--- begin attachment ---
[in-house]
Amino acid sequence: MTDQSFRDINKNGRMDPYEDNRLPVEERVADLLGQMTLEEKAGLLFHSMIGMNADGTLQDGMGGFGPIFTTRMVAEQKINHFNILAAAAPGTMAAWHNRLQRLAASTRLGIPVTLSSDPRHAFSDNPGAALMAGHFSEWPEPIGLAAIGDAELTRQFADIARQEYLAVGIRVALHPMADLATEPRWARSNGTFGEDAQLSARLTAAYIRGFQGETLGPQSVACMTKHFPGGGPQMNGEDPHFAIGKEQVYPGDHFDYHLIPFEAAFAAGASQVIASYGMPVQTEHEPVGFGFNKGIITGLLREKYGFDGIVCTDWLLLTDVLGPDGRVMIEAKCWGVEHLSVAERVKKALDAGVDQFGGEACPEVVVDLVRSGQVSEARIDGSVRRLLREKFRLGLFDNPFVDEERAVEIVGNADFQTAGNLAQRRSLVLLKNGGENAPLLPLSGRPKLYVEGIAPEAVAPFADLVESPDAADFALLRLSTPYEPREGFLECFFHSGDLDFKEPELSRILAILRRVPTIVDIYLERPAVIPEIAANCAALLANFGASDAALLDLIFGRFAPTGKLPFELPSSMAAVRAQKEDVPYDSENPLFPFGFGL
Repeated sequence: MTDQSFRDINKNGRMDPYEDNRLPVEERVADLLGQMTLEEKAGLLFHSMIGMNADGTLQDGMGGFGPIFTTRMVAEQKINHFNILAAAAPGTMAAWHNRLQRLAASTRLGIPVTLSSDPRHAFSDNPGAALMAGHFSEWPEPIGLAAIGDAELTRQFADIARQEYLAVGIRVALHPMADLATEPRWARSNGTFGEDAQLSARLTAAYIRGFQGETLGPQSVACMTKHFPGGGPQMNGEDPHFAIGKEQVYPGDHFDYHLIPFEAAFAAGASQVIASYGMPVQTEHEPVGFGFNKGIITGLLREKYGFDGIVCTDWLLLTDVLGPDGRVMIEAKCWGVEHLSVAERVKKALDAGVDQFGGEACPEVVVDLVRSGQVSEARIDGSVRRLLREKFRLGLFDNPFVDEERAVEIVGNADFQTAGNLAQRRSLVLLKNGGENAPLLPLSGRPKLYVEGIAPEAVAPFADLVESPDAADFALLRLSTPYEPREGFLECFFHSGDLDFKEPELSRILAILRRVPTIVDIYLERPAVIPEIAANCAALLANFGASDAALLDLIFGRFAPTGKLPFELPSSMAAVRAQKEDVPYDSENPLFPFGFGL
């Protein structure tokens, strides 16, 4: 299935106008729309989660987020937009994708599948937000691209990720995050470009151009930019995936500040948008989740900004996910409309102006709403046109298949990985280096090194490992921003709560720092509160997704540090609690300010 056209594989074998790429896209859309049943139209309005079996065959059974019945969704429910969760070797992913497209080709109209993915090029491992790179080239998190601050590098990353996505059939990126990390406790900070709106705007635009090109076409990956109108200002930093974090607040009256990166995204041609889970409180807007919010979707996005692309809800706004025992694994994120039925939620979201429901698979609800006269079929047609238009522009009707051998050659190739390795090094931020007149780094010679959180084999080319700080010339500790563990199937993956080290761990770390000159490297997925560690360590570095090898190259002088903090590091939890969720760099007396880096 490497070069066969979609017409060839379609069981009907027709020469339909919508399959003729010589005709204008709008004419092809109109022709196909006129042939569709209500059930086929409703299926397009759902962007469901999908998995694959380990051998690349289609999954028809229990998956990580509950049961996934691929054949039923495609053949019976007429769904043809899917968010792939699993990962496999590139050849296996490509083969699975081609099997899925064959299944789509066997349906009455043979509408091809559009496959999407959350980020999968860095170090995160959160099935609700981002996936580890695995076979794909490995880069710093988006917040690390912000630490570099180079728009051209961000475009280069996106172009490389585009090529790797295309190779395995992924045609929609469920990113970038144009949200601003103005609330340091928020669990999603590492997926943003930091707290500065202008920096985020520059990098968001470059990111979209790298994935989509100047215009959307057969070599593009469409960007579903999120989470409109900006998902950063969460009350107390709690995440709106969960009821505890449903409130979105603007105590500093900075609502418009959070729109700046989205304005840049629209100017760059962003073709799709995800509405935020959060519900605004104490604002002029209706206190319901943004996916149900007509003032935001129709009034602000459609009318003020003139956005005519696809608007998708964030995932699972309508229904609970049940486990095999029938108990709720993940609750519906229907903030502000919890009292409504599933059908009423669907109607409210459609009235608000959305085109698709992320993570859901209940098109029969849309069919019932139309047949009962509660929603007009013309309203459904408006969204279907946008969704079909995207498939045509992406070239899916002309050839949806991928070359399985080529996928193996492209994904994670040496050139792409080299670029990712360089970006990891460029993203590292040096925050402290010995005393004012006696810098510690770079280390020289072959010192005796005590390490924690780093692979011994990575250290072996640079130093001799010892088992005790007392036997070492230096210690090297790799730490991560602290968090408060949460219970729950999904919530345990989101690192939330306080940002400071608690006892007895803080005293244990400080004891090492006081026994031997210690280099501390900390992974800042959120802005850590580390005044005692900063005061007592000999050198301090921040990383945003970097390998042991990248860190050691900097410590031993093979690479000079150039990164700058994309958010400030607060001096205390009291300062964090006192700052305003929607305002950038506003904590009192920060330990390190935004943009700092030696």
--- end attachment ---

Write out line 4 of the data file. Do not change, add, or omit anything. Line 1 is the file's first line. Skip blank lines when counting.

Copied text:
């Protein structure tokens, strides 16, 4: 299935106008729309989660987020937009994708599948937000691209990720995050470009151009930019995936500040948008989740900004996910409309102006709403046109298949990985280096090194490992921003709560720092509160997704540090609690300010 056209594989074998790429896209859309049943139209309005079996065959059974019945969704429910969760070797992913497209080709109209993915090029491992790179080239998190601050590098990353996505059939990126990390406790900070709106705007635009090109076409990956109108200002930093974090607040009256990166995204041609889970409180807007919010979707996005692309809800706004025992694994994120039925939620979201429901698979609800006269079929047609238009522009009707051998050659190739390795090094931020007149780094010679959180084999080319700080010339500790563990199937993956080290761990770390000159490297997925560690360590570095090898190259002088903090590091939890969720760099007396880096 490497070069066969979609017409060839379609069981009907027709020469339909919508399959003729010589005709204008709008004419092809109109022709196909006129042939569709209500059930086929409703299926397009759902962007469901999908998995694959380990051998690349289609999954028809229990998956990580509950049961996934691929054949039923495609053949019976007429769904043809899917968010792939699993990962496999590139050849296996490509083969699975081609099997899925064959299944789509066997349906009455043979509408091809559009496959999407959350980020999968860095170090995160959160099935609700981002996936580890695995076979794909490995880069710093988006917040690390912000630490570099180079728009051209961000475009280069996106172009490389585009090529790797295309190779395995992924045609929609469920990113970038144009949200601003103005609330340091928020669990999603590492997926943003930091707290500065202008920096985020520059990098968001470059990111979209790298994935989509100047215009959307057969070599593009469409960007579903999120989470409109900006998902950063969460009350107390709690995440709106969960009821505890449903409130979105603007105590500093900075609502418009959070729109700046989205304005840049629209100017760059962003073709799709995800509405935020959060519900605004104490604002002029209706206190319901943004996916149900007509003032935001129709009034602000459609009318003020003139956005005519696809608007998708964030995932699972309508229904609970049940486990095999029938108990709720993940609750519906229907903030502000919890009292409504599933059908009423669907109607409210459609009235608000959305085109698709992320993570859901209940098109029969849309069919019932139309047949009962509660929603007009013309309203459904408006969204279907946008969704079909995207498939045509992406070239899916002309050839949806991928070359399985080529996928193996492209994904994670040496050139792409080299670029990712360089970006990891460029993203590292040096925050402290010995005393004012006696810098510690770079280390020289072959010192005796005590390490924690780093692979011994990575250290072996640079130093001799010892088992005790007392036997070492230096210690090297790799730490991560602290968090408060949460219970729950999904919530345990989101690192939330306080940002400071608690006892007895803080005293244990400080004891090492006081026994031997210690280099501390900390992974800042959120802005850590580390005044005692900063005061007592000999050198301090921040990383945003970097390998042991990248860190050691900097410590031993093979690479000079150039990164700058994309958010400030607060001096205390009291300062964090006192700052305003929607305002950038506003904590009192920060330990390190935004943009700092030696």